4

I asked a similar question about Japanese here.

  • Chinese names are sometimes stylized last name + space + first name.

image

Here the author's name 马骥 is stylized, last name + space + first name:

马 骥

  • Hanyu Da Cidian likes to throw spaces around proper nouns.

Here's a screenshot from Pleco

something

First and second spaces can been seen:

清 李光庭

(the second space is after 庭 and before《)

Third and fourth spaces:

唐 李益 詩

Are there any rules as to the usage of spaces in Chinese?

  • 1
    Space in Chinese names: do you mean the alignment of 2 and 3 character names? – Drunken Master Apr 21 '16 at 5:57
  • I'm not entirely sure what you're asking. In general, Chinese uses no spaces whatsoever, at least not within sentences. Check any book or any website in Chinese and you will find that this is the case. This includes names. – Olle Linge Apr 21 '16 at 6:27
  • 1
    @OlleLinge Added pic. – user3306356 Apr 21 '16 at 6:30
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    I agree with @DrunkenMaster 's opinion – although in this case it's not alignment, it's the consideration of typography but not Chinese. – Stan Apr 21 '16 at 6:33
  • Another case is 挪抬 (obsolete in Mainland China), which shows extra respect to someone. Though, the 唐 李益 詩 case is unrelated to this usage and would be considered as typographic consideration too. – Stan Apr 21 '16 at 14:20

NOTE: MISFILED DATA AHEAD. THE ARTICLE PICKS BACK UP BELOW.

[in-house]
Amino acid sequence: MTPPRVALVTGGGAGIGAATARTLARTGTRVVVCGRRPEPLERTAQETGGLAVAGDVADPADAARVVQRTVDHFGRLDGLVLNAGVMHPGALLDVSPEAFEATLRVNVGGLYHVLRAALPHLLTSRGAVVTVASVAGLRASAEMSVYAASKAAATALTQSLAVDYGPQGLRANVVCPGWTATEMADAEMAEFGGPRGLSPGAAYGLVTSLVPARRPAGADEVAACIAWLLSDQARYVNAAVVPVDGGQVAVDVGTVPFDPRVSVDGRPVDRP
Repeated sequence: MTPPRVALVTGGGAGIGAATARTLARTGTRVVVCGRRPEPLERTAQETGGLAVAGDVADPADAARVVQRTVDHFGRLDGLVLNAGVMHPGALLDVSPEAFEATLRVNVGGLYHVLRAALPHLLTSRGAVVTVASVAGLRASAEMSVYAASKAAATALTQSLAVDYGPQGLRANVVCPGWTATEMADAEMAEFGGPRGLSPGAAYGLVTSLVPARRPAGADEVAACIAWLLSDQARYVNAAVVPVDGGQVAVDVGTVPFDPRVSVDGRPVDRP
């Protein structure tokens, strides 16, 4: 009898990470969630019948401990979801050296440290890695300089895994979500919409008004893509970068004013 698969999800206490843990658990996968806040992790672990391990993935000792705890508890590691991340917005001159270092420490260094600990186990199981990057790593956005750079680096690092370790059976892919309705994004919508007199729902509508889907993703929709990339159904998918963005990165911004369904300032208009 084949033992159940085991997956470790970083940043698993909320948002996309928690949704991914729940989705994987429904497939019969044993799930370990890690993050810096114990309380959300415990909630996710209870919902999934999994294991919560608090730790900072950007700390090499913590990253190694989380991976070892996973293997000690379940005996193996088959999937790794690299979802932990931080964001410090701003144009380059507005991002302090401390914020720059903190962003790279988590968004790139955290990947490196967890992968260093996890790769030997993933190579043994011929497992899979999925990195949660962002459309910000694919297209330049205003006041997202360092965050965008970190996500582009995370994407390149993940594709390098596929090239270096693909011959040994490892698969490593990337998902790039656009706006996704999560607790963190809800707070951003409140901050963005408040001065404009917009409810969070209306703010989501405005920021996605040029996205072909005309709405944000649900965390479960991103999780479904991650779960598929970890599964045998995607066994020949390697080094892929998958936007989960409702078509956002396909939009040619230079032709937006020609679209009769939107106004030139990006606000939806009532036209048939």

6

No space is needed when writing Chinese names.

Sometimes, spaces are added for better alignment only. To align 2-character and 3-character names, space may be added in between 2-character names. Example:

李 白
杜 甫
白居易
李 賀
陳子昂
王 勃
賀知章
王昌齡

3

For prettify and easier to recognize at first glance.

清 李光庭

means Qing dynasty, 李光庭 is a name.

唐 李益 詩

means Tang dynasty, 李益 is a name and means poetry.

If no spaces between them, like 唐李益詩 will looks like a man named 李益詩 at Tang dynasty or even an idiom, because we can treat as a verb, 唐李 and are nouns.

3

This is two cases, as your first figure, '李冀', it is a typography as other answers said.

But in tradition, people's name tend to have leading space, called '抬头'. It shows respect to the one.

As your second screenshot, it uses '抬头' obviously.

Or more accurately, it is '挪抬'. You simply add one-character space before people's name(or other words that addressed he. enter image description here).

All the '蒋总统' have a space before it. Look at the blue rectangle, these poor people '张学良' and '杨虎城' do not have, because they did bad things to '蒋总统'.

enter image description here

This is modern example, '贵部' (Your department) has a space before it.

You can check more infos about '抬头' from wikipedia

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